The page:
I've noticed a BIG DECLINE of

I've noticed a BIG DECLINE of the postings on DP. Have you? Even an article like this has only received about 30 posts. THAT is LOW.

If by "posts" you mean "comments", then I agree. It seems to me that commenting on top stories - defined as those which have been "stickied" to the front page -- has been down. But where you cite potential self-censorship out of concern for government monitoring, I disagree, and think there is a likely alternative explanation. It springs from my own experience here at DP. To wit:

My own habit when I visited DP has always been the following:

1) Look at the most viewed articles (prominently displayed on landing page)

2) Look at Top Recent Topics (right side of landing page)

3) Look at Active Forum Topics (also on the right side of landing page, below Top Recent Topics)

Rarely, if ever, did I explore beyond these 3 sections.

Recently, however, a lot of my posts began being "picked" to be "stickied" to the front page (something I've been flattered by, to be sure). But in the process, I noticed that this apparently removed my posts from "Top Recent Topics." And I realized this was happening for the others which had been "stickied" to the front page as well. It was apparent, then, to me, that this had caused many of them to be viewed less, which is obviously quite contrary to the purpose of being "picked" to be a featured post, and therefore something worth examining further.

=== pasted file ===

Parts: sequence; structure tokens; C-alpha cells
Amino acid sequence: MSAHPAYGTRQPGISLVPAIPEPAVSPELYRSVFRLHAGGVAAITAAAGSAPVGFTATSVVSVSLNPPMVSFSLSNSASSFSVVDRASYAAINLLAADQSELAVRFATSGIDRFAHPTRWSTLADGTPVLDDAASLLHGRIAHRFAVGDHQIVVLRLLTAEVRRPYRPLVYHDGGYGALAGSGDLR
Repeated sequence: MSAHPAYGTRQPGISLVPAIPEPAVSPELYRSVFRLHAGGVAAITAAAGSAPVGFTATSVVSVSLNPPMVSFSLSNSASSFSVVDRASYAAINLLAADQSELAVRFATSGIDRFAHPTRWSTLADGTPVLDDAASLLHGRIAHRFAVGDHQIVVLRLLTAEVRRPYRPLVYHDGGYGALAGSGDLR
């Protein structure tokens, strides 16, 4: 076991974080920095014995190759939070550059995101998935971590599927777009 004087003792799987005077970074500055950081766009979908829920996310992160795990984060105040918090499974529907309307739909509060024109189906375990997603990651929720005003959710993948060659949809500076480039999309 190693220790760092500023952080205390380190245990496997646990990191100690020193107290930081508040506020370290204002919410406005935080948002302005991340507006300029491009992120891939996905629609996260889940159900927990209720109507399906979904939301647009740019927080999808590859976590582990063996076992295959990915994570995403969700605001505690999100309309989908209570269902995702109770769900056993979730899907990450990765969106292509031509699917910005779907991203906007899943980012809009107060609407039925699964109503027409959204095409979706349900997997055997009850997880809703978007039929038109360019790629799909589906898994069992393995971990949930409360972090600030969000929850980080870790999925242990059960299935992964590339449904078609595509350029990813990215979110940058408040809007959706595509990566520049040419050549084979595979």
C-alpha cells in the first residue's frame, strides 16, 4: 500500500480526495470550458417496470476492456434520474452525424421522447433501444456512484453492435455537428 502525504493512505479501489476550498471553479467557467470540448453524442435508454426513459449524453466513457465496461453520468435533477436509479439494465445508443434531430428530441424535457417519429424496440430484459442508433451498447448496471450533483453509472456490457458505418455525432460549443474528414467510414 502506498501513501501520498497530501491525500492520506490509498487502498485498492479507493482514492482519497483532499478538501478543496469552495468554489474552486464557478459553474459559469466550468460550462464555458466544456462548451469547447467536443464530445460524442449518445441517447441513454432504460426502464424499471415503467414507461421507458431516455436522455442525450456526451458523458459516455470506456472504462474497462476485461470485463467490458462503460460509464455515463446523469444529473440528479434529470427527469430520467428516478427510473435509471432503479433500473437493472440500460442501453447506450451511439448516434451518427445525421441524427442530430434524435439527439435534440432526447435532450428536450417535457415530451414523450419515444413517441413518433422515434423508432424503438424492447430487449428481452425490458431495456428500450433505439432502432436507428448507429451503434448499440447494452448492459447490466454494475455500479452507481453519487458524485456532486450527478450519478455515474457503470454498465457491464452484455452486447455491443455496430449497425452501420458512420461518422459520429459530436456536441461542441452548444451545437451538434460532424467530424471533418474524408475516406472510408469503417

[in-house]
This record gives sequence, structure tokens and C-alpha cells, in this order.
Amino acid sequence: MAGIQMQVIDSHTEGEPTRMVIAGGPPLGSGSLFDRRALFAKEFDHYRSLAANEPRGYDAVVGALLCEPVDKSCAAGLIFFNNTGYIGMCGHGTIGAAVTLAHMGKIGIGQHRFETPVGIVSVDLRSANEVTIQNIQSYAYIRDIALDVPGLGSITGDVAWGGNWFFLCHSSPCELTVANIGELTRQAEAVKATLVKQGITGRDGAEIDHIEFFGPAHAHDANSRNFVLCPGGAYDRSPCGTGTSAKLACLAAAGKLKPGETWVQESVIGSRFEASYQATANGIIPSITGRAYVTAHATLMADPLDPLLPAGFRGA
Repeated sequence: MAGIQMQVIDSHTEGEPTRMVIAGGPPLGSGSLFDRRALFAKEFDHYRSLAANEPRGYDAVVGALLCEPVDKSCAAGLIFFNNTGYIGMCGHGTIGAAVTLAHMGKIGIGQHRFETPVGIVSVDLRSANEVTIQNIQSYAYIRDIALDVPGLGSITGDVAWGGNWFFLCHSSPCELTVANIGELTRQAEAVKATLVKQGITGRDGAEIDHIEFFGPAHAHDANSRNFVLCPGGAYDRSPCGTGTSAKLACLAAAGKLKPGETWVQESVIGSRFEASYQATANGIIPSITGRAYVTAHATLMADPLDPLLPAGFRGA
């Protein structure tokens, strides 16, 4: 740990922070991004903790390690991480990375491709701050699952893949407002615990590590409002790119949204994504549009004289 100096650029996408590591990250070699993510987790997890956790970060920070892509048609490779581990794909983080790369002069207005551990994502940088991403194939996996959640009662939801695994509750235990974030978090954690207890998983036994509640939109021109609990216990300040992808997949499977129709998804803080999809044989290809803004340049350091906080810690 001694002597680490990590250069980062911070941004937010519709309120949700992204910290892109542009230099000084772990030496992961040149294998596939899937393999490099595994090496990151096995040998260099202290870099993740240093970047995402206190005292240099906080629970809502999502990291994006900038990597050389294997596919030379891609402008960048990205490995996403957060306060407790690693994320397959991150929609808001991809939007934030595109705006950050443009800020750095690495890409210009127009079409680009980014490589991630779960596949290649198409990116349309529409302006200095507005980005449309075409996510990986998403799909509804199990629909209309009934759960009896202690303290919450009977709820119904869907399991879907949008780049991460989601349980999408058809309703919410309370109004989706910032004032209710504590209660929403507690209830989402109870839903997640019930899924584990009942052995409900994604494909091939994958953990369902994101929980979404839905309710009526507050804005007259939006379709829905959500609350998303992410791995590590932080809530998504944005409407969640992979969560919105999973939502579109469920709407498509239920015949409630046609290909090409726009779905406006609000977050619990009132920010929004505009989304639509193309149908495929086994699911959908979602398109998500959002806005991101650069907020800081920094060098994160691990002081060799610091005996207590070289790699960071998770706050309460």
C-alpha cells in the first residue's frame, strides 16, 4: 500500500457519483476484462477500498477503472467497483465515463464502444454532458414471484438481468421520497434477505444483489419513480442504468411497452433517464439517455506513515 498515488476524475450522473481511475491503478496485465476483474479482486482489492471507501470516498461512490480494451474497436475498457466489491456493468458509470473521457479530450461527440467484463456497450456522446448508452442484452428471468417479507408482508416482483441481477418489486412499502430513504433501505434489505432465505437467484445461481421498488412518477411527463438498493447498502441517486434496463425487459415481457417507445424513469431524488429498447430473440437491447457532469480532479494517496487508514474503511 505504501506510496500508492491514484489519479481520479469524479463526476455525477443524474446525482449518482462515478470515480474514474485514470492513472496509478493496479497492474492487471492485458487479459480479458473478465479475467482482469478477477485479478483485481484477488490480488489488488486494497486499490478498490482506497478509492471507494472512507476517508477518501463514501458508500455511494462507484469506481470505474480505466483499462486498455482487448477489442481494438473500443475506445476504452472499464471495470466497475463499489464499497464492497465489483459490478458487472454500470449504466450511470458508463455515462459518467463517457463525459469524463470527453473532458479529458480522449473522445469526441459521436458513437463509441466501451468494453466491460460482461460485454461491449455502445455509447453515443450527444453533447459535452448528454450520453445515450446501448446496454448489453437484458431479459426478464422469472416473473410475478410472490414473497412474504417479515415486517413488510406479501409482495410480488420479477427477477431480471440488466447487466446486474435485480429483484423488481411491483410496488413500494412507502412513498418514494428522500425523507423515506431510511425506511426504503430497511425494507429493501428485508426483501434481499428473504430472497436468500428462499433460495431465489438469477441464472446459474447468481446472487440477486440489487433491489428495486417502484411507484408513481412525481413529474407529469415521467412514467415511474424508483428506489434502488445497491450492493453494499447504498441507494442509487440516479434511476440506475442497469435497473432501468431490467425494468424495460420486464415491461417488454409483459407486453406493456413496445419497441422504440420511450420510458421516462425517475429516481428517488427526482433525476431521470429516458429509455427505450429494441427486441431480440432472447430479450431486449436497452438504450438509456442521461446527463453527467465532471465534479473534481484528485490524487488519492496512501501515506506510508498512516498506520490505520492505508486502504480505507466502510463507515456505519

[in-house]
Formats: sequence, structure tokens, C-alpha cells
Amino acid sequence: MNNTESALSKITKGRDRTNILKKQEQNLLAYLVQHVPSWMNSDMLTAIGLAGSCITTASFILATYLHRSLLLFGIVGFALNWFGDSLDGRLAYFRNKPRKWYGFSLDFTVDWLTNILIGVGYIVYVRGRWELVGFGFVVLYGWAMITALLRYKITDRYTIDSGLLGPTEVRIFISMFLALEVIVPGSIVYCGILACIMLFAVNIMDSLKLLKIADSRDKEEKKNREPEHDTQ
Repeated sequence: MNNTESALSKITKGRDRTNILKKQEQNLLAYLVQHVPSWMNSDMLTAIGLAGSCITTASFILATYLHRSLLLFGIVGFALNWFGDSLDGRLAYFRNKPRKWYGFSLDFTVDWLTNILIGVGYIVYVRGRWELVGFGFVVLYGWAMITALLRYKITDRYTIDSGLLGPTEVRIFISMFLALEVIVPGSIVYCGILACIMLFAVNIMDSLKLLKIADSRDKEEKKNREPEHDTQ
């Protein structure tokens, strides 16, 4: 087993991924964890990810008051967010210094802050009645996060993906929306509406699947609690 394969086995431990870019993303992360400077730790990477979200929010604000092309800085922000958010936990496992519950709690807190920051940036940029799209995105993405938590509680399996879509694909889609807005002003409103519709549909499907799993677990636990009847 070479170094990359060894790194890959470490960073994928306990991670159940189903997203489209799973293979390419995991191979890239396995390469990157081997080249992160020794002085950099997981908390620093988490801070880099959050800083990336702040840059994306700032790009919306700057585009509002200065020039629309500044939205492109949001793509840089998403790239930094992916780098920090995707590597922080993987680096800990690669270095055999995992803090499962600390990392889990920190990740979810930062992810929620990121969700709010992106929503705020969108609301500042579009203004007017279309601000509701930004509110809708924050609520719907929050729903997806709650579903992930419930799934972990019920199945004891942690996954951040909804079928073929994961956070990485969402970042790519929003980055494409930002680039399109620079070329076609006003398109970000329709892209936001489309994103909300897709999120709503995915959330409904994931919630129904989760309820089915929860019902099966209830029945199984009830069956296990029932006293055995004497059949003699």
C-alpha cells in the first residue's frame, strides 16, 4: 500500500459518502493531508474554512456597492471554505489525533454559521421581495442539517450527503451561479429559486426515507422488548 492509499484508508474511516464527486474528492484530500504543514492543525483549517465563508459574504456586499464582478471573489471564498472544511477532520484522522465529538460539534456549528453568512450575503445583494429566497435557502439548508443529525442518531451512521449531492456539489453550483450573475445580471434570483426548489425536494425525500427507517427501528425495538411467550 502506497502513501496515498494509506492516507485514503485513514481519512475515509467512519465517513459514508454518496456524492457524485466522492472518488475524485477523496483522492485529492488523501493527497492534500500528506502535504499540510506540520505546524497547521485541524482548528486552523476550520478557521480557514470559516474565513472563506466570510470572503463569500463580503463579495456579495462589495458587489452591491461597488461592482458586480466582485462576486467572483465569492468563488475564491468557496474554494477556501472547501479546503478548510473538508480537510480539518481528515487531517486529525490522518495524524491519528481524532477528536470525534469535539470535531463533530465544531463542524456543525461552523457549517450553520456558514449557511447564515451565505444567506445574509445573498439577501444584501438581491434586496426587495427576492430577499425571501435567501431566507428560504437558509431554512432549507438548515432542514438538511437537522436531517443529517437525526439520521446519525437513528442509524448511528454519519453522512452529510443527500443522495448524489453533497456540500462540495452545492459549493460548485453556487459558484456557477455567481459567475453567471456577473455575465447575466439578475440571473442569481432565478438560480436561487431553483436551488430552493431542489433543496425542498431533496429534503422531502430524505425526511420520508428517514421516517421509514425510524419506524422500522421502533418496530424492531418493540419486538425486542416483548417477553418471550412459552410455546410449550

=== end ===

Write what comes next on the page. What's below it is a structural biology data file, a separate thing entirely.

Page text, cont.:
So if my viewing habit is any indication -- and having had the experience of hearing from and witnessing first-hand the work of Tom Tullis, a former NASA scientist who now works on web design for Fidelity Investments, I really think it is -- then browsing habits, which include certain predispositions that are common among internet users, dramatically impact what is viewed and why, and I think the "stickied" featured posts no longer counting among the "Top Recent Topics" has a lot to do with it.

Of course, one must also consider that there's a lot going on all at once, especially on this site, and there is a confluence of factors that influence which posts get the most views, and subsequently, the most comments.

Where they are featured, for how long, and their rating are certainly among them. But so, too, on the other hand, are how many prominent and important stories there are at the same time; the preferences of the users of the site; the reputation of the poster; and the context included with the post itself, which illuminates the importance/relevance of the story.

In the end, there are no silver bullets or easy answers. But for me, the biggest factor for stories which truly deserve more exposure and otherwise meet all the criteria which this audience expects, but still fall short of what one might expect in terms of response, is the disappearance of it after being pulled from "Top Recent Topics" in favor of being stickied to the front... even as that is intended to increase exposure.

Just my two cents. Or ten... cuz it's kinda lengthy. lol. My apologies.

And, though it needn't be said I'll say it anyway: In spite of any perceived shortcomings along these lines, the site is still among my top resources for news, bar none; and I imagine it is likewise for most.

Apologies, this is a

Apologies, this is a duplicate of http://www.dailypaul.com/289247/cnet-nsa-admits-listening-to...

Please delete this thread.